It is not surprising therefore that in the early 1980s, the Japanese named workaholism Karoshi - translated as death from overwork - and warned that it can be life-threatening, even fatal. The harmful influences of excessive fatigue and celebral/cardio diseases resulting in heart attacks and strokes were finally acknowledged. The Ministry was initially reluctant to grant compensation to the families of victims, but in 1995 and again in 2002 modified their overly strict rules about who was eligible. The Economist (2) in an article entitled “Overwork in Japan. Jobs for Life” reported that family members may receive approximately $20,000 from the government and sometimes up to $1 million from the company that employed them. It was hoped that the pressure on companies to treat free overtime that employees were obliged to perform as paid work “would send shockwaves through corporate Japan, where long, long hours are the norm.” The lesson here is a warning that chronic fatigue can be fatal. One questions whether that warning here in North America is being taken seriously enough by workaholics and the companies that employ them.

It is important to know that the chronic fatigue that signals mental, physical, and emotional exhaustion is but one of the symptoms of depression. Therefore watch for other symptoms such as changes in eating and sleeping patterns; poor concentration when attempting to focus; loss of motivation to work or play; crying spells; loss of libido, or an increase in sexual drive; depersonalization – distancing yourself from a problem, and not caring any more; irrational anger or cynicism; and a tendency to isolate yourself from family and friends.

Loss of memory and forgetfulness are severe problems for workaholics. The less they are capable or motivated, the more insecurity, low-self esteem, and self-doubt build. This downward spiral can be very fast especially when failure threatens or is exposed, or it can go on to become a habitual life-pattern of avoidance, of not taking responsibility for one’s actions and health.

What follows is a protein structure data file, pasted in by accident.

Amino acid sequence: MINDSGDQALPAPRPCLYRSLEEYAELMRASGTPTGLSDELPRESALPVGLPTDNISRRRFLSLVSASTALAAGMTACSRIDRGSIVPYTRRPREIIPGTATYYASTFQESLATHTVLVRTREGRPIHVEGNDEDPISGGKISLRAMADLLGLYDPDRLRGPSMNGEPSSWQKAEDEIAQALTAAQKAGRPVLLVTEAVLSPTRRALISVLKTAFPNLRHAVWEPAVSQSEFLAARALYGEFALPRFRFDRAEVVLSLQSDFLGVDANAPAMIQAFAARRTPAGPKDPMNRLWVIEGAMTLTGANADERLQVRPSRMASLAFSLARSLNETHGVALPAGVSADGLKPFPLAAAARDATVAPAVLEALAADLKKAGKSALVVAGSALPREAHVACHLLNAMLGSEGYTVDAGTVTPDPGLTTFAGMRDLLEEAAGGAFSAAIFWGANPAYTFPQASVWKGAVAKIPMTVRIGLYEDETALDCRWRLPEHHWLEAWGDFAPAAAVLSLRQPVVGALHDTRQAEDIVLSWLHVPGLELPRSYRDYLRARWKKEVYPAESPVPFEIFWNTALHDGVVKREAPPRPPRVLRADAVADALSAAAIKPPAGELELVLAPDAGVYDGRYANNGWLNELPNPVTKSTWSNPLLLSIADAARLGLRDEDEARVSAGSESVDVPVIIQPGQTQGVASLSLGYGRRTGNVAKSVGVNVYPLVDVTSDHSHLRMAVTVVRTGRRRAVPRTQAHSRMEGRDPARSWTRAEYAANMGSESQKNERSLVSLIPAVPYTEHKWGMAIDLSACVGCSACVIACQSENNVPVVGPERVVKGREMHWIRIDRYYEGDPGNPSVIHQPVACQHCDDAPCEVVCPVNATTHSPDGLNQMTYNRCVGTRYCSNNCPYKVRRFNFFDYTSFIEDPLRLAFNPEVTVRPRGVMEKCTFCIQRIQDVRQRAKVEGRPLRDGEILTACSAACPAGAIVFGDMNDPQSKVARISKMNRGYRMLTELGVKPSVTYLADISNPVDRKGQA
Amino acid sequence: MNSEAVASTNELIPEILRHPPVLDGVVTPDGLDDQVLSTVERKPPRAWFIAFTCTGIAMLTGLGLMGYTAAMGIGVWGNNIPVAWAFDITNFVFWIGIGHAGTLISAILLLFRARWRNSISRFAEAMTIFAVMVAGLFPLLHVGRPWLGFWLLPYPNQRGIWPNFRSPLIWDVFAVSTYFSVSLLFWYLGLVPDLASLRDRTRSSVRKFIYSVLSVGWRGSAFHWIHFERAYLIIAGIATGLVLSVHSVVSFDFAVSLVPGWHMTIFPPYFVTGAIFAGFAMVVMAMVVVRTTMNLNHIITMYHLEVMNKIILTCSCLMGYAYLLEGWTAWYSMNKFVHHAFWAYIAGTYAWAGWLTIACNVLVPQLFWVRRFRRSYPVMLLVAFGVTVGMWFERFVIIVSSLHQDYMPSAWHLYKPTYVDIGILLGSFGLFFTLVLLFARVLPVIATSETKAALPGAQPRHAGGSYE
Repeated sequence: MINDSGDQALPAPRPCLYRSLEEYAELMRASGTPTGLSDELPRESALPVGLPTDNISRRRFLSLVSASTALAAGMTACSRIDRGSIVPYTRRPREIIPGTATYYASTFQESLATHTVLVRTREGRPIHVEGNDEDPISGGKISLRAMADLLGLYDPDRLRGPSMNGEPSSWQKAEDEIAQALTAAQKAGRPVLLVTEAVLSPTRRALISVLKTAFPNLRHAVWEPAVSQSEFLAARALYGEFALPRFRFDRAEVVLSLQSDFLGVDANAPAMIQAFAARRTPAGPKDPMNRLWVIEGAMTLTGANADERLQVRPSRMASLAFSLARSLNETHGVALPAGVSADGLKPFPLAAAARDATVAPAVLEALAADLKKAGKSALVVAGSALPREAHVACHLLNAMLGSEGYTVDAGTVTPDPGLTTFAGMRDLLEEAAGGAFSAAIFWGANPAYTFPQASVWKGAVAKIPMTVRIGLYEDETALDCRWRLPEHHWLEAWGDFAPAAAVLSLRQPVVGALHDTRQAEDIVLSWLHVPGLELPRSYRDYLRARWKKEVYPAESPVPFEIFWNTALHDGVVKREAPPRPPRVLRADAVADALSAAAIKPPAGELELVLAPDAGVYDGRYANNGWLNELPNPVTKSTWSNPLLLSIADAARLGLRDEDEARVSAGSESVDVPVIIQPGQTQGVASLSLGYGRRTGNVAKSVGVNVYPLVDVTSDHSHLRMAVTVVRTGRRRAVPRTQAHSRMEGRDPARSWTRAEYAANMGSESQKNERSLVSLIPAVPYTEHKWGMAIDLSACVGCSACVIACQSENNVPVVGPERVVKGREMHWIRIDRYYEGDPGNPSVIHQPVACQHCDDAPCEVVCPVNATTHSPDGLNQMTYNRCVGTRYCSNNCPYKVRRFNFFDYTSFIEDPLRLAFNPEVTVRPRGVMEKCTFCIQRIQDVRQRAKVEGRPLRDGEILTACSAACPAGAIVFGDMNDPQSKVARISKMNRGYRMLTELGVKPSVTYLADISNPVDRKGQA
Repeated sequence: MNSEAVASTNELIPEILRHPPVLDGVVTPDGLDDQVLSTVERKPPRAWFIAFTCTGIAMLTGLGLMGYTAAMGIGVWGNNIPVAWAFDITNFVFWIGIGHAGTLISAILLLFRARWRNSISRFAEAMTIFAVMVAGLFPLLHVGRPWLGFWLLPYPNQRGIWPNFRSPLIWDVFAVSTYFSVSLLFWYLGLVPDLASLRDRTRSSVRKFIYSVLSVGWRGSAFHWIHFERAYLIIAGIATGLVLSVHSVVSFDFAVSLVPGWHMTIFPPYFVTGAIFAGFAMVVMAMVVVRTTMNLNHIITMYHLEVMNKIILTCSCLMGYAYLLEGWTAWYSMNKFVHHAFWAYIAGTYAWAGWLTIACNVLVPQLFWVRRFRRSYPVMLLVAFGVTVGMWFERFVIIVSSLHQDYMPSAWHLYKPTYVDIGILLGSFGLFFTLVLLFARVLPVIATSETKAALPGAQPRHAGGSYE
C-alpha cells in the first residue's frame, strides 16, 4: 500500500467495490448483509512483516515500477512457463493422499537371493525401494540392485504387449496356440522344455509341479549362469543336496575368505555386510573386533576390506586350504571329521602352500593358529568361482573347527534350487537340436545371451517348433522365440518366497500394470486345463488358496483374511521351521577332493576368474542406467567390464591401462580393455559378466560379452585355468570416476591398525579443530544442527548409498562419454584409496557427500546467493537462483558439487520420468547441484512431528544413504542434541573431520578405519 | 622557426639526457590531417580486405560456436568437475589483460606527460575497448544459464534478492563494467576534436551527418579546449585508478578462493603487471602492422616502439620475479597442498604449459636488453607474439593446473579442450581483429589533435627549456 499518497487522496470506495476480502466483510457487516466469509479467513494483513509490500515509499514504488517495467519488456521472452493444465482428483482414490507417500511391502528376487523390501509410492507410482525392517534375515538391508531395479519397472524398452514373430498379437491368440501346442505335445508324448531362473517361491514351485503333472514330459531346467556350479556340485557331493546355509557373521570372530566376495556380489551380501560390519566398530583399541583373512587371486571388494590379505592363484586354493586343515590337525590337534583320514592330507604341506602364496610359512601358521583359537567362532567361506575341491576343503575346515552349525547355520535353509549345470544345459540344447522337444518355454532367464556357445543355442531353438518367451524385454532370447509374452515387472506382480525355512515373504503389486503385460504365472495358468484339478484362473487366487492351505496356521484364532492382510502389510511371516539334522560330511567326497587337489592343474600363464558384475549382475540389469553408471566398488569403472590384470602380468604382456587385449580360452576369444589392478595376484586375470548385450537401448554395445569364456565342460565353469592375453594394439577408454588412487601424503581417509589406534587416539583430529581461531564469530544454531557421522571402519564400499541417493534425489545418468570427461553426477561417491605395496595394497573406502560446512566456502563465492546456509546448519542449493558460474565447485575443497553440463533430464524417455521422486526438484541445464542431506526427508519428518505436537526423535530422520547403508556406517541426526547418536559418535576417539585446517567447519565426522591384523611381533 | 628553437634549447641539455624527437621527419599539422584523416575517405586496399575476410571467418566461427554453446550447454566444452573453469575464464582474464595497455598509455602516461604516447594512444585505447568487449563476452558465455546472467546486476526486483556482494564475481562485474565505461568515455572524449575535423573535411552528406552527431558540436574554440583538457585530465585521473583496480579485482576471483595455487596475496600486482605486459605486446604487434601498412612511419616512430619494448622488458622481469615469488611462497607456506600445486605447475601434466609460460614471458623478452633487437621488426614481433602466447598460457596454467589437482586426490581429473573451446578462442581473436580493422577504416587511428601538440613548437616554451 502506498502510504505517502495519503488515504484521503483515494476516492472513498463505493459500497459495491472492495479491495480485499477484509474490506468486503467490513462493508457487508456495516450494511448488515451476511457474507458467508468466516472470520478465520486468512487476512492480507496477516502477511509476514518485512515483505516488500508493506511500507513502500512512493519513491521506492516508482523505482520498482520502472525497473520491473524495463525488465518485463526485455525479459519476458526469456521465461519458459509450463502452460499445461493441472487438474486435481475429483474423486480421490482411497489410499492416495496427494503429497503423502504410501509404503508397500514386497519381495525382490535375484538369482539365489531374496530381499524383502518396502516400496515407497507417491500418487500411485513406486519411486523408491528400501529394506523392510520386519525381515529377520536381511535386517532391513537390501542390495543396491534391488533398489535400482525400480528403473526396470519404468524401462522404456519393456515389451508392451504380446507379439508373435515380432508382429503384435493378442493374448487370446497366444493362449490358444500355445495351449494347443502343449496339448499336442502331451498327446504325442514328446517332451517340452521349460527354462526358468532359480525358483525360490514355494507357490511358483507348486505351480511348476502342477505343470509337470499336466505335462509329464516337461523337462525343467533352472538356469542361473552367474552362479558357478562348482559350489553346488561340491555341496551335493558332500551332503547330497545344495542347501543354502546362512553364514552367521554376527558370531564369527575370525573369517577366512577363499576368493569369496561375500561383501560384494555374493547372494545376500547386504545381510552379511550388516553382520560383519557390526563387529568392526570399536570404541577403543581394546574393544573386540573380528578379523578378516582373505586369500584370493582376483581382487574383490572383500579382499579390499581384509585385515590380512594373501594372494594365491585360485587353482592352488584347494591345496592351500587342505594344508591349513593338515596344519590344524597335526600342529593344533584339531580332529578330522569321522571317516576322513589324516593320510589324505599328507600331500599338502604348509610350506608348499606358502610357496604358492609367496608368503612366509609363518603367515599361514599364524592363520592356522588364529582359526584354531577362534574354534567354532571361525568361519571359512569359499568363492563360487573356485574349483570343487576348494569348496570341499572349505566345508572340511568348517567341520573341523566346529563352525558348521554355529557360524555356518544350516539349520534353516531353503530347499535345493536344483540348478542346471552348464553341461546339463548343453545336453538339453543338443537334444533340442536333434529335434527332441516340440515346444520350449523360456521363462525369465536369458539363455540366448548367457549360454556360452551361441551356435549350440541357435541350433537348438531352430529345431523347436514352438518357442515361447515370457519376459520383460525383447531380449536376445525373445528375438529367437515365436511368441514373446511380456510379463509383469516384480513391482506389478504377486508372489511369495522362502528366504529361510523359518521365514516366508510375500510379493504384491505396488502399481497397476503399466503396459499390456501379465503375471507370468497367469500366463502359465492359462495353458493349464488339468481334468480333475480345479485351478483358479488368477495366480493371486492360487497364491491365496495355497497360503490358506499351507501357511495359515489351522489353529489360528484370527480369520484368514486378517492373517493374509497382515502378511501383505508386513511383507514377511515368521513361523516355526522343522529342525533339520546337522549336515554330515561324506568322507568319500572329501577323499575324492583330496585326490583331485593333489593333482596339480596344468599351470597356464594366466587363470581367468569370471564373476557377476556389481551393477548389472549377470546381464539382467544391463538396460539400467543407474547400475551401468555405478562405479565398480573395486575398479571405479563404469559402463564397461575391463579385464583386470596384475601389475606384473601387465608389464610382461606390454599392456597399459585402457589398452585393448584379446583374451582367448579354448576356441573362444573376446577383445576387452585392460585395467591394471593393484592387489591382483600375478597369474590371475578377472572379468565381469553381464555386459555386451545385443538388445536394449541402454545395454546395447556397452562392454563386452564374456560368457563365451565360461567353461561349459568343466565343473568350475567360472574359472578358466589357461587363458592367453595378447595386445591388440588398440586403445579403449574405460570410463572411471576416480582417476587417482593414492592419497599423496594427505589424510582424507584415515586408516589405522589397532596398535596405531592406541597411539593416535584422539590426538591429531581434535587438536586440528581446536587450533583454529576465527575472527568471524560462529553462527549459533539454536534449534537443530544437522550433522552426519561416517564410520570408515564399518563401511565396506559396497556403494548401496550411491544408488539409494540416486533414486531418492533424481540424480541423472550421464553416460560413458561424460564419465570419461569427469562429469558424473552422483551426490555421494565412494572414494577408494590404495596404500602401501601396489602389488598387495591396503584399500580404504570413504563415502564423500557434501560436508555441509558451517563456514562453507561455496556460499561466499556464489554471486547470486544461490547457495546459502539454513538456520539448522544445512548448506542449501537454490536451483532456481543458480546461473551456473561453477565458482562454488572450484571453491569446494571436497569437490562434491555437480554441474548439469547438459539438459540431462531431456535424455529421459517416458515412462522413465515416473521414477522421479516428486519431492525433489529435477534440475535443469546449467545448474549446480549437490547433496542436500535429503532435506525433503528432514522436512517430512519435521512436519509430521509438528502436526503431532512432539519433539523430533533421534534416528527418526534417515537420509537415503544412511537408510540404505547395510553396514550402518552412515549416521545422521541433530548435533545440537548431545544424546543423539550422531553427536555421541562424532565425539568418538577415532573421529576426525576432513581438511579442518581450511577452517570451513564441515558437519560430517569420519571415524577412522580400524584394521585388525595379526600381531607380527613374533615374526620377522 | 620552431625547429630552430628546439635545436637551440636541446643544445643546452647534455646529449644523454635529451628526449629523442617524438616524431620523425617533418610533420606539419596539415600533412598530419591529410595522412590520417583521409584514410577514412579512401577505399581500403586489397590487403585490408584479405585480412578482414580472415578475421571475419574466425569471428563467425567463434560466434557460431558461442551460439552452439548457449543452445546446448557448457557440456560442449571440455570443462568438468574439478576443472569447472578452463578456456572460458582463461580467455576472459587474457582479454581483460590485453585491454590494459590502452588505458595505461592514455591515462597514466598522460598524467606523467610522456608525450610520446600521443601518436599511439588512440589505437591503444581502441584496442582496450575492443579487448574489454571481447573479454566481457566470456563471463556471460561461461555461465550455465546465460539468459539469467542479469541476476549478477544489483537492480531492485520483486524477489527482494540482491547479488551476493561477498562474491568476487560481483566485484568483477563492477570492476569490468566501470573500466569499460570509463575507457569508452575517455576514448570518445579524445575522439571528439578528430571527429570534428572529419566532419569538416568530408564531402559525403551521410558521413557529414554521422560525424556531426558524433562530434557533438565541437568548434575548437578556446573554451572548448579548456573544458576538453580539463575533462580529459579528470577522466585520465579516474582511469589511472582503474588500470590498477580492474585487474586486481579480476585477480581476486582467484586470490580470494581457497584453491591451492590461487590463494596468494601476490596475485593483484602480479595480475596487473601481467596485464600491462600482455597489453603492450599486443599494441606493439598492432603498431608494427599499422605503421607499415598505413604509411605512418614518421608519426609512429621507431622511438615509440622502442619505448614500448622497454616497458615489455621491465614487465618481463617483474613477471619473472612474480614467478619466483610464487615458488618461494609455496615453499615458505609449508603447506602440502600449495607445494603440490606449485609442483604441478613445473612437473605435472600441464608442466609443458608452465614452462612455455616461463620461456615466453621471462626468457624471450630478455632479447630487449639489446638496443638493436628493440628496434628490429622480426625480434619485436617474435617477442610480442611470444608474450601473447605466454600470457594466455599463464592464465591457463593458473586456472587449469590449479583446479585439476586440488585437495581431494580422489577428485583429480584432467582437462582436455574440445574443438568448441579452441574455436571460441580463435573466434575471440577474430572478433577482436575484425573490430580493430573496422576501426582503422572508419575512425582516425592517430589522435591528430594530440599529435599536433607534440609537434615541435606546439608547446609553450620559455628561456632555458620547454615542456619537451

Scattered attention and fatigue lead to inefficiency and to long hours spent doing what used to take far less time and energy. As fatigue worsens, workaholics tend to leave less visible boring and routine work undone, and spend precious energy struggling to do more attention getting, praise-worthy work. Eventually they have no time for co-workers and friends, if there are any outside of the workplace, and isolation and their alienation from others including their spouse and other family members further lessen support when it is most needed.

While chronic fatigue can become a symptom of the hopelessness that feeds depression, guilt for past insensitive deeds or callous indifference in personal relationships can also leave the workaholic feeling helpless and depressed. The role that guilt plays in the breakdown syndrome that workaholism typically follows will be the subject of my next blog.

(1)  Hart, A. The Hidden Link Between Adrenalin and Stress. Dallas: Word Publishing, 1991.

(2)  “Jobs for Life: Japanese Employees Are Working Themselves to Death.” The Economist, 19 December 2007.

See Website: www.drbarbarakillinger.com for my publications, and a link to this blog.

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Copyright 2012 – Dr. Barbara Killinger 

Barbara Killinger, Ph.D., was an author and clinical psychologist in Toronto who specialized in workaholism.